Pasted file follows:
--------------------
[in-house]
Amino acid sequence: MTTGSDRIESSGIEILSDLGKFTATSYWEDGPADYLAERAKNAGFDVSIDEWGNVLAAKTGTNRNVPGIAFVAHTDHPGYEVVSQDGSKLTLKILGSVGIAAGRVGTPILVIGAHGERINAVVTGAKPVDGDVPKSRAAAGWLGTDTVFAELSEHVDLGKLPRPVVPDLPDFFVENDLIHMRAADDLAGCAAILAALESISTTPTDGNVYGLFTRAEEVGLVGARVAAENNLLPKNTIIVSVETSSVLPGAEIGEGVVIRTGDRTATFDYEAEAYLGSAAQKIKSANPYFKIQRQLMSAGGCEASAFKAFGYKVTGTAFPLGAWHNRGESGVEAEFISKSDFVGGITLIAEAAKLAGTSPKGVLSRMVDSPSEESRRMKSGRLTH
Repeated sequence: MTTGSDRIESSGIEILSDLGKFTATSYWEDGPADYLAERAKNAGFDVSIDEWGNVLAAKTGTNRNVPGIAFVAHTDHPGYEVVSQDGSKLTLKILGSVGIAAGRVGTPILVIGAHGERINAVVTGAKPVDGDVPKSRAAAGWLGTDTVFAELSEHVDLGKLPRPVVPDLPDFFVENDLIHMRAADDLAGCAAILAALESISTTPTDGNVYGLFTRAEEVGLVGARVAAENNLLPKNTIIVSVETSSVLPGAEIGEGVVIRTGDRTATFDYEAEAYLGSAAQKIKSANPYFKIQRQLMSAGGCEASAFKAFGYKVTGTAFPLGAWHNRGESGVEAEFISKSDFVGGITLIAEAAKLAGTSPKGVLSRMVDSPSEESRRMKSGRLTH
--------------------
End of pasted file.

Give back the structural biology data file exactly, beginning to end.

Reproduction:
[in-house]
Amino acid sequence: MTTGSDRIESSGIEILSDLGKFTATSYWEDGPADYLAERAKNAGFDVSIDEWGNVLAAKTGTNRNVPGIAFVAHTDHPGYEVVSQDGSKLTLKILGSVGIAAGRVGTPILVIGAHGERINAVVTGAKPVDGDVPKSRAAAGWLGTDTVFAELSEHVDLGKLPRPVVPDLPDFFVENDLIHMRAADDLAGCAAILAALESISTTPTDGNVYGLFTRAEEVGLVGARVAAENNLLPKNTIIVSVETSSVLPGAEIGEGVVIRTGDRTATFDYEAEAYLGSAAQKIKSANPYFKIQRQLMSAGGCEASAFKAFGYKVTGTAFPLGAWHNRGESGVEAEFISKSDFVGGITLIAEAAKLAGTSPKGVLSRMVDSPSEESRRMKSGRLTH
Repeated sequence: MTTGSDRIESSGIEILSDLGKFTATSYWEDGPADYLAERAKNAGFDVSIDEWGNVLAAKTGTNRNVPGIAFVAHTDHPGYEVVSQDGSKLTLKILGSVGIAAGRVGTPILVIGAHGERINAVVTGAKPVDGDVPKSRAAAGWLGTDTVFAELSEHVDLGKLPRPVVPDLPDFFVENDLIHMRAADDLAGCAAILAALESISTTPTDGNVYGLFTRAEEVGLVGARVAAENNLLPKNTIIVSVETSSVLPGAEIGEGVVIRTGDRTATFDYEAEAYLGSAAQKIKSANPYFKIQRQLMSAGGCEASAFKAFGYKVTGTAFPLGAWHNRGESGVEAEFISKSDFVGGITLIAEAAKLAGTSPKGVLSRMVDSPSEESRRMKSGRLTH